I absolutely love Facebook. Facebook has made it easier for me to keep in contact with my friends who are no longer living in the same city as me. Facebook has led to a reunion of sorts between me and my long lost sister of 16 years. Facebook helps me remember birthdays! Facebook is a wonderful tool and I will never be one of those silly people who goes on full Facebook hiatuses. That all said, I do try to abide by code of ethics when using Facebook. Let me share with you my personal code of Facebook ethics.
How Not to be an Asshole on Facebook
- Don’t air dirty laundry. I’ve seen both guys and gals outing their current partners as lying cheats. I’ve seen feuding friends publicize their brawls on newsfeeds. Most of these feuds end up being resolved offline, and later I’ve found embarrassed participants remove evidence of drama. The thing is, it’s already a bit late. Airing out drama online will sear impressions of both you and the people you’ve outed to your audience and the impressions will not be good. I find it good practice not to be logged into Facebook when you’re blindingly angry.
- Respect people’s requests for photo removals. Listen, unless you’ve taken flawless photos every time and have the thickest skin, you know what it’s like to have an unflattering photo of you on the internet that you did not upload. Have empathy. If someone is insecure about a photo of him or her that you’ve uploaded, respect his or her wishes and remove the photo. Don’t just untag it.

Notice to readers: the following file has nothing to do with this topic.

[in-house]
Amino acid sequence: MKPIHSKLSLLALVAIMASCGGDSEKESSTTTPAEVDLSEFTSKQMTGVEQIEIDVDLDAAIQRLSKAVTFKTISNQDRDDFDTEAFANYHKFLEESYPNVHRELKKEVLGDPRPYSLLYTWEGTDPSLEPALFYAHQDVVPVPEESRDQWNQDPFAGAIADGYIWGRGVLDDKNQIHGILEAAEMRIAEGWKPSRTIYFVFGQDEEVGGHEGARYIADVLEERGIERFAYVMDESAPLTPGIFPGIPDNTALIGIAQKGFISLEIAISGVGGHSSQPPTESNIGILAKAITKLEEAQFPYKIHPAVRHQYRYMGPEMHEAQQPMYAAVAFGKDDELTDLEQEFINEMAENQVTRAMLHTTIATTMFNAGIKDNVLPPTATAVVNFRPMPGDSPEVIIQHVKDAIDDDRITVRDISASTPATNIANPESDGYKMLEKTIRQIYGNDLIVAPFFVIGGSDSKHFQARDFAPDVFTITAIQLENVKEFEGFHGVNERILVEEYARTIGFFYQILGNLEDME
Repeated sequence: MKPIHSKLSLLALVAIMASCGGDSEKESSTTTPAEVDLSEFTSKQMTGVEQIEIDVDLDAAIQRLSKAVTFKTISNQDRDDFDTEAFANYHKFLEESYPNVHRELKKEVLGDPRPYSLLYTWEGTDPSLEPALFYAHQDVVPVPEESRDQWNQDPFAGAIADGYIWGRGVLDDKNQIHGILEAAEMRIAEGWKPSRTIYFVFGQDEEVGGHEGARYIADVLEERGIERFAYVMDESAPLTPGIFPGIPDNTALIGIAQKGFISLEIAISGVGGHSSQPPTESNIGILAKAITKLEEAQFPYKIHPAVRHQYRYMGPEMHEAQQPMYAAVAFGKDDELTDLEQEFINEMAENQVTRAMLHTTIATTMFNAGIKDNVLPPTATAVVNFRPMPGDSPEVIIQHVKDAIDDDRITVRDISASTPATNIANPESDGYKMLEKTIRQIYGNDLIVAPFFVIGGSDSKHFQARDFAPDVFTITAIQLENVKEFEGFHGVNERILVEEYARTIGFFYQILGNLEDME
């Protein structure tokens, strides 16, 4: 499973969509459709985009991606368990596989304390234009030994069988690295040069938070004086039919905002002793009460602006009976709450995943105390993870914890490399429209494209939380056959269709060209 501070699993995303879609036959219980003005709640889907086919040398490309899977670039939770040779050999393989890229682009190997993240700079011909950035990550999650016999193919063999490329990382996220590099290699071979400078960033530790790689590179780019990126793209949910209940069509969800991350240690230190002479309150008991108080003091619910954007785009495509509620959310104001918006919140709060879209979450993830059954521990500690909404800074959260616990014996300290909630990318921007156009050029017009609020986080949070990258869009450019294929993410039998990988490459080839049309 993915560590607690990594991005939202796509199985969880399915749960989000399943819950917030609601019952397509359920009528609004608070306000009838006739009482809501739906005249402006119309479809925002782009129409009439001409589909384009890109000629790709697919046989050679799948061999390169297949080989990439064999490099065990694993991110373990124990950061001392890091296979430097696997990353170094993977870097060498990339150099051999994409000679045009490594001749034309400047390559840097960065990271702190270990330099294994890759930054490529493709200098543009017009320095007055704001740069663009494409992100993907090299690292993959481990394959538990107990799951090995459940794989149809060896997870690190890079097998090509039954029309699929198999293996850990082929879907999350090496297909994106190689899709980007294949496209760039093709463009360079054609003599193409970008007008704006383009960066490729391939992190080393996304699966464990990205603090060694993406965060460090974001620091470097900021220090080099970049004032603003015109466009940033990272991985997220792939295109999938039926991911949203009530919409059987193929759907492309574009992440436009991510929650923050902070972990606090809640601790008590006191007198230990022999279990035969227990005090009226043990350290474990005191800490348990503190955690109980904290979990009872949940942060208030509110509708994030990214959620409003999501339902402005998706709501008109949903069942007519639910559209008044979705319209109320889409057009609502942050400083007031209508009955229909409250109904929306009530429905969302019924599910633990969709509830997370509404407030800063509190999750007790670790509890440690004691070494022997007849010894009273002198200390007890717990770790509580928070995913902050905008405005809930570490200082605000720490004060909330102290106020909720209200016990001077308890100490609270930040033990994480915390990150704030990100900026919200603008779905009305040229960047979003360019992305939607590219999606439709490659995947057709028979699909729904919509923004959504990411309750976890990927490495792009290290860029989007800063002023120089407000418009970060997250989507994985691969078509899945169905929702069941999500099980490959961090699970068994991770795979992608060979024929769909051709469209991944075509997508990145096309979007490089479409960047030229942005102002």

- If you know a photo of a friend is a bad photo, don’t bother uploading it. Jumping off the previous rule, if you already know that the photo of your friend, Sensitive Susan drooling in her sleep on the road trip to Padre is a bad photo, don’t upload it! If you happen to be sitting next to her sporting the best hair day ever, don’t be a tool, use the crop tool.
- Don’t be that person who brings everyone down with incessant depressing “woe is me” statuses. Do you know the 5 to 1 rule (PDF file of academic research article)? The 5 to 1 rule is a popular rule in pop psychology right now, asserting that negative interactions have a bigger impact on us psychologically compared to good interactions. Studies show that 5 good interactions is psychologically equivalent to 1 bad interaction. Use this rule when publishing Facebook statuses. Your Facebook audience is not your group therapy session.
- Don’t upload photos with illegal happenings in your foreground or background. Here’s looking at you, recreational drug users.
- Unless you’re in the business, don’t upload photos of yourself in your underwear.
- Don’t forget that people can see your Facebook life. If I were to summarize all these rules into one neat and tidy Golden Rule, it is this: People can see you.
Question: What can you add to this list?